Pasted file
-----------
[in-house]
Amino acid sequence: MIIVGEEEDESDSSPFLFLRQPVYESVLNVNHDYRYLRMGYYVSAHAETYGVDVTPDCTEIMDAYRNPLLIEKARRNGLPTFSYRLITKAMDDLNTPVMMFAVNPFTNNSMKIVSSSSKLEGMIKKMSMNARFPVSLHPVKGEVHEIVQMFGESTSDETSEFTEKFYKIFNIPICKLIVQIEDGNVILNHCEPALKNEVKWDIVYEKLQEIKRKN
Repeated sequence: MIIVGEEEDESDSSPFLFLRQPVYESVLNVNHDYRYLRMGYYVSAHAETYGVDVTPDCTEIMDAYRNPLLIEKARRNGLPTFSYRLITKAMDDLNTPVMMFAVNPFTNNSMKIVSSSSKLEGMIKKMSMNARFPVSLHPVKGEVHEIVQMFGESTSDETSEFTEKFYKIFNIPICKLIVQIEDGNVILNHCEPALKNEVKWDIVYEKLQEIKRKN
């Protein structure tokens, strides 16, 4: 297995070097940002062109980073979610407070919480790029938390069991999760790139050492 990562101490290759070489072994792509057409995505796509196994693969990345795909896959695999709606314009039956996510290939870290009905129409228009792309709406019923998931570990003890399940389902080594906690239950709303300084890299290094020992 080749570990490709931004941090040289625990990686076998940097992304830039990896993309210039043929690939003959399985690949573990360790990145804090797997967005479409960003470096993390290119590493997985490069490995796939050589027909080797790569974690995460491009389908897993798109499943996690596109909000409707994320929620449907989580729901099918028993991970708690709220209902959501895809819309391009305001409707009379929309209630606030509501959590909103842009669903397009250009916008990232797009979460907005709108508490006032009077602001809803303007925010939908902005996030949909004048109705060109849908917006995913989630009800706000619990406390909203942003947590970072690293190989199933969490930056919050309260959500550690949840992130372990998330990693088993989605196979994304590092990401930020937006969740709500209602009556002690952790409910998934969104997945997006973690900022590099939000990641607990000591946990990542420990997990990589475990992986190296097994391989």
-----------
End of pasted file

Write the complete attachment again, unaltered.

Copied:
[in-house]
Amino acid sequence: MIIVGEEEDESDSSPFLFLRQPVYESVLNVNHDYRYLRMGYYVSAHAETYGVDVTPDCTEIMDAYRNPLLIEKARRNGLPTFSYRLITKAMDDLNTPVMMFAVNPFTNNSMKIVSSSSKLEGMIKKMSMNARFPVSLHPVKGEVHEIVQMFGESTSDETSEFTEKFYKIFNIPICKLIVQIEDGNVILNHCEPALKNEVKWDIVYEKLQEIKRKN
Repeated sequence: MIIVGEEEDESDSSPFLFLRQPVYESVLNVNHDYRYLRMGYYVSAHAETYGVDVTPDCTEIMDAYRNPLLIEKARRNGLPTFSYRLITKAMDDLNTPVMMFAVNPFTNNSMKIVSSSSKLEGMIKKMSMNARFPVSLHPVKGEVHEIVQMFGESTSDETSEFTEKFYKIFNIPICKLIVQIEDGNVILNHCEPALKNEVKWDIVYEKLQEIKRKN
């Protein structure tokens, strides 16, 4: 297995070097940002062109980073979610407070919480790029938390069991999760790139050492 990562101490290759070489072994792509057409995505796509196994693969990345795909896959695999709606314009039956996510290939870290009905129409228009792309709406019923998931570990003890399940389902080594906690239950709303300084890299290094020992 080749570990490709931004941090040289625990990686076998940097992304830039990896993309210039043929690939003959399985690949573990360790990145804090797997967005479409960003470096993390290119590493997985490069490995796939050589027909080797790569974690995460491009389908897993798109499943996690596109909000409707994320929620449907989580729901099918028993991970708690709220209902959501895809819309391009305001409707009379929309209630606030509501959590909103842009669903397009250009916008990232797009979460907005709108508490006032009077602001809803303007925010939908902005996030949909004048109705060109849908917006995913989630009800706000619990406390909203942003947590970072690293190989199933969490930056919050309260959500550690949840992130372990998330990693088993989605196979994304590092990401930020937006969740709500209602009556002690952790409910998934969104997945997006973690900022590099939000990641607990000591946990990542420990997990990589475990992986190296097994391989």